Mercedes suffer 'one of the hardest days' at Austria

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Mercedes suffered a massively disappointing Sunday at Spielberg, Austria after practice and qualifying had been so promising for the Mercedes AMG F1 team. But two car failures along with a big strategical error made it a day to forget for the world champions.

“It's a tremendously painful day for us, for me personally the most painful in six years,” said Wolff, after the team suffered their first double DNF since Spain 2016.

“We were one and two on the grid, Lewis had a fantastic first lap and then DNF-ing twice – and obviously losing the race under the Virtual Safety Car (VSC): it doesn't get more cruel for us.”

Valtteri Bottas, at the time running in second place, was out early as his car had enough after just 13 laps.

“The luck I'm having this year feels like a bit of a bad joke at the moment,” the Finn commented.

“My start was not ideal; I had quite a bit of wheel spin and there was less grip than we expected, so I dropped a few places. Going into Turn 3, I could recover two places and was back in second place.

“After that the car felt strong, we were running well, but then I suddenly experienced a loss of hydraulic pressure. There was nothing I could have done to prevent the DNF. We need to investigate and find the cause of the issues we had today, but I'm sure we will recover from this result. I guess it was just not meant to be today - but one day it will be.”

The resulting virtual safety car period saw almost the entire field make an early pitstop. Mercedes however opted not to pit Hamilton.

“We decided to leave Lewis on track for one lap, because we thought it would take longer to clear the car from its position, and be able to react what the cars behind us did on the following lap,” explained Wolff. “But the VSC cleared sooner than predicted; we simply made the wrong decision.”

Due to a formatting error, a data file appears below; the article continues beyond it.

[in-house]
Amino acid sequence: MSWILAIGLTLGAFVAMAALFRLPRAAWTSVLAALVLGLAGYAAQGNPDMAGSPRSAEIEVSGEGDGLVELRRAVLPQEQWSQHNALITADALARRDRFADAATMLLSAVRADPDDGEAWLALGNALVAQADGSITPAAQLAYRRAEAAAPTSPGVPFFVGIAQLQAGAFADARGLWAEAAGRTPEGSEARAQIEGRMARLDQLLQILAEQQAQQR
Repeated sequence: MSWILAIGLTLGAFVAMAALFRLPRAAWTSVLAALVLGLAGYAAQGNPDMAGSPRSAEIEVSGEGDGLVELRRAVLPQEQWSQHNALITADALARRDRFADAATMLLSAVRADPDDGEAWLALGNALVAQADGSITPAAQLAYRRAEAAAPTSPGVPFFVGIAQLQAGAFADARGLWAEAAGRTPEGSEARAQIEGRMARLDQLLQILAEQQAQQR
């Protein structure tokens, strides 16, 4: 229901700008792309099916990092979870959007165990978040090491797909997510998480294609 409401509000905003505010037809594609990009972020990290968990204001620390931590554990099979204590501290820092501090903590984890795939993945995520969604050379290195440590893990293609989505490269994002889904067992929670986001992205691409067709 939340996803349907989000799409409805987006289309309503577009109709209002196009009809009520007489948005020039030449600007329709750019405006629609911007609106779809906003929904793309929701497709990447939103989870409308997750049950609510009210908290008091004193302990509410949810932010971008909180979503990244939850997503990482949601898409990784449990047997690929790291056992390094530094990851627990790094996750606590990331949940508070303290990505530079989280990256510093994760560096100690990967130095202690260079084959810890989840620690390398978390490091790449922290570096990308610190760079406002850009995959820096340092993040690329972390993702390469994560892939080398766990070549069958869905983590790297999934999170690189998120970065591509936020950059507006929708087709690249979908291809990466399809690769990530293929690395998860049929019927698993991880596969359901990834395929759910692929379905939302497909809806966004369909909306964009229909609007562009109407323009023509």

The missed stop created lots of frustration with Hamilton, who repeatedly asked his team what had happened. This ended in the team's chief strategist, James Vowles, apologizing for the mistake. He also urged Hamilton to focus on the remaining race, rather than worry about what could not be changed.

But pushing hard on the soft tyres caused blisters and an inability for Hamilton to close the gap to the cars ahead. Eventually, he retired with a lack of fuel pressure.

Mercedes's Trackside Engineering Director, Andrew Shovlin, summed up a disastrous weekend for Mercedes.

“We weren't reliable enough, we didn't make the right strategy call, our starts weren't good enough and we didn't manage the tyres as well as we could have done. We have a lot to improve by Silverstone and we need to put all our focus into remedying our weaknesses today.

“This is one of the hardest days at the race track that we have faced as a team but it's not the only difficult day that we have ever had. We know how to fix problems and we've always returned stronger than before.”

With the double DNF, Mercedes has lost the leading positions in both championships, having them over to Ferrari and Vettel.